30 Days Wild: reconnecting with nature

 During June I took part in 30 Days Wild, the campaign organised by the Wildlife Trusts. Along with the 430,000+ other people who took part in what was the UK’s biggest nature challenge, I was encouraged to do something each day that connected me to nature – a “daily random act of wildness” as the Wildlife Trusts put it! I decided to rekindle my love of wildlife photography by snapping something new and interesting that I saw in the garden and further afield.

 As well as taking the chance to photograph things which I see quite often on our bird feeder – robins, blue tits , blackbirds – I was amazed by what I experienced when I took the time to stop and look properly. I saw many things I had never seen, heard or smelled before (maybe simply because I wasn’t trying hard enough!). From a stunning hummingbird hawkmoth hovering to feed above a valerian flower to an amazing harlequin ladybird larva on a helianthemum plant. The referee’s whistle call of a nuthatch to the high-pitched buzz of a hoverfly. The miniature menace of a jumping Zebra spider on a garden fence to an slinky smooth slow worm basking in the sunshine on a heath trail. Raindrops sparkling like jewels on a rose leaf (cue Julie Andrews!) to the spectacular perfect symmetry of rowan leaves back lit by afternoon sun. The feel of the soft bark around the base of a mighty tall conifer to the smell of newly emerged funghi on an old tree stump. All free, all there for me to enjoy – I only needed to open my eyes, ears and nose to experience these things.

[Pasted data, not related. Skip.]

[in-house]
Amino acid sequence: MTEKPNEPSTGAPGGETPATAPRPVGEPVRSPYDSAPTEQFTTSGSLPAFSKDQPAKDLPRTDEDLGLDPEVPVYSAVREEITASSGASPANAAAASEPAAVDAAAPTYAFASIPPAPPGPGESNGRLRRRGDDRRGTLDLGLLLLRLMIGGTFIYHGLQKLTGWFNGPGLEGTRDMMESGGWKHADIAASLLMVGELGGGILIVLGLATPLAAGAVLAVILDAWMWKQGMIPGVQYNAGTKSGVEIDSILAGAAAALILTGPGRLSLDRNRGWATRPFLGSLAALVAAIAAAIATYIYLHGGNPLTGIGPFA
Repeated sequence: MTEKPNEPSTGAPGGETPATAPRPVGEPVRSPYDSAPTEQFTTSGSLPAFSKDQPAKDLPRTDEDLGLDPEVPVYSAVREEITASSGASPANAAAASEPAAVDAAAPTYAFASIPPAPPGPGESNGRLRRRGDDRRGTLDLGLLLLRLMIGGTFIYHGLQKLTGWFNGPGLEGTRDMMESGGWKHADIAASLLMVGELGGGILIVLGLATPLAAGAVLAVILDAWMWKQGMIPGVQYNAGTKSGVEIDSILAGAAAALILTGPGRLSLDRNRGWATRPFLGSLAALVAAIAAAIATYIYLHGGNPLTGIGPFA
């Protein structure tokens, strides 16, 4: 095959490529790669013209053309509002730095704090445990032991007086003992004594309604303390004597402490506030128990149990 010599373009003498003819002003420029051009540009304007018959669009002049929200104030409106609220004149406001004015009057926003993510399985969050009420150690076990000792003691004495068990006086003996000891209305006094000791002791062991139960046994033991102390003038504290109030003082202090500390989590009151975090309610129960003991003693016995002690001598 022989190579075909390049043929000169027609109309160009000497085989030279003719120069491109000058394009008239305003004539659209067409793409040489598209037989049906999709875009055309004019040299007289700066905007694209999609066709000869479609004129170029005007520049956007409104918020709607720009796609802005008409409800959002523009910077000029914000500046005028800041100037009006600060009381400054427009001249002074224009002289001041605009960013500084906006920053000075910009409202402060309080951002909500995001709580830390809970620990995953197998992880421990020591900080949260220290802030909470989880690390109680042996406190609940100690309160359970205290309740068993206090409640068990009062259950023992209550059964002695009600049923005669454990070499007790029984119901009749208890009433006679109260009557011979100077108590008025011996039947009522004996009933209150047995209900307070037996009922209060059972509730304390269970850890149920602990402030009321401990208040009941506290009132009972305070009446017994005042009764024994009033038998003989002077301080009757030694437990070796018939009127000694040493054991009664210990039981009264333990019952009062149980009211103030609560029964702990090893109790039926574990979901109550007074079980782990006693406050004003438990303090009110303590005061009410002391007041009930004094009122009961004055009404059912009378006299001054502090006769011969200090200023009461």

Research carried out by the Wildlife Trusts and University of Derby highlights the benefits we all get from daily contact with nature – both in terms of our overall health but also our happiness. Being more connected to nature, getting a better understanding of how our natural world impacts and benefits us all, recognising that nature plays an important part in all of our lives and needs to be cherished – these are all things which 30 Days Wild has helped me to focus on in this particularly challenging period of our lives. It has also made me even more aware that, without a real resolve from us all to live in harmony with and protect our natural environment, this amazing variety of sights, sounds, smells may not be available to future generations to experience. Above all, that is what I will take away from my 30 days nature sight-seeing!


Jim Haywood

Director Achill Management and Producer Planet Pod